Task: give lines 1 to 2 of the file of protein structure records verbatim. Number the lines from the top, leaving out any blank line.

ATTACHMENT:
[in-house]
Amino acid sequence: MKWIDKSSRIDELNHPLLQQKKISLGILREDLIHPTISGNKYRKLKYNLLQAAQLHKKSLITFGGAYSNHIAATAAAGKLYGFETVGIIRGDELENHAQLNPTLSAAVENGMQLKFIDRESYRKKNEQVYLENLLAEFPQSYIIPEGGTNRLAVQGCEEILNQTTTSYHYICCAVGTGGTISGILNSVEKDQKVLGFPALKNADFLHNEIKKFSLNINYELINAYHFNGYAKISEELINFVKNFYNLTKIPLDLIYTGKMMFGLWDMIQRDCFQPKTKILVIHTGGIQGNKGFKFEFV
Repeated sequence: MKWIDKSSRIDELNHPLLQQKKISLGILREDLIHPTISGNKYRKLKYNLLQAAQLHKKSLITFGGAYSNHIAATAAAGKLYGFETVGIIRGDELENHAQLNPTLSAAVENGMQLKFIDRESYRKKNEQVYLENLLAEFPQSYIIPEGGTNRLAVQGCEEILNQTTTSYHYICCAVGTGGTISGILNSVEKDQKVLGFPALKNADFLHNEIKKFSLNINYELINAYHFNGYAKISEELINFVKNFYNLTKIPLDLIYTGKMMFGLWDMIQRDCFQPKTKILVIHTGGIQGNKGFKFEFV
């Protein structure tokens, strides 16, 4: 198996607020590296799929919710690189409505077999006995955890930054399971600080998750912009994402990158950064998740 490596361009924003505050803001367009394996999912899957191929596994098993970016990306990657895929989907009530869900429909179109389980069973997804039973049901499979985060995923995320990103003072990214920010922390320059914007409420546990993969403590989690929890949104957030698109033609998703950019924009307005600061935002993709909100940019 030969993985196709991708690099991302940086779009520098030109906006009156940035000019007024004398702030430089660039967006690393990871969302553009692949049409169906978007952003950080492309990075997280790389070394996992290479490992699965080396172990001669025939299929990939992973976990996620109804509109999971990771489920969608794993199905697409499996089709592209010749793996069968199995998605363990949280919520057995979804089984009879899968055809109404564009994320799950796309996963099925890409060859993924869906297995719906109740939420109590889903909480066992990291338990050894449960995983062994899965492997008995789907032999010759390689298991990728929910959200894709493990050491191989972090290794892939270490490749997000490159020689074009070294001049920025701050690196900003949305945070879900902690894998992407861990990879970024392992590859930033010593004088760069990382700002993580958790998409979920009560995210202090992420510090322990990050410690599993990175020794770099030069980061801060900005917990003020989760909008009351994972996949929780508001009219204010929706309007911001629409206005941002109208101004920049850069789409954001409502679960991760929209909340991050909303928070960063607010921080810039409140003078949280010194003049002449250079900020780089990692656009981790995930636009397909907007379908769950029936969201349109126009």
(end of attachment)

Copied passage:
[in-house]
Amino acid sequence: MKWIDKSSRIDELNHPLLQQKKISLGILREDLIHPTISGNKYRKLKYNLLQAAQLHKKSLITFGGAYSNHIAATAAAGKLYGFETVGIIRGDELENHAQLNPTLSAAVENGMQLKFIDRESYRKKNEQVYLENLLAEFPQSYIIPEGGTNRLAVQGCEEILNQTTTSYHYICCAVGTGGTISGILNSVEKDQKVLGFPALKNADFLHNEIKKFSLNINYELINAYHFNGYAKISEELINFVKNFYNLTKIPLDLIYTGKMMFGLWDMIQRDCFQPKTKILVIHTGGIQGNKGFKFEFV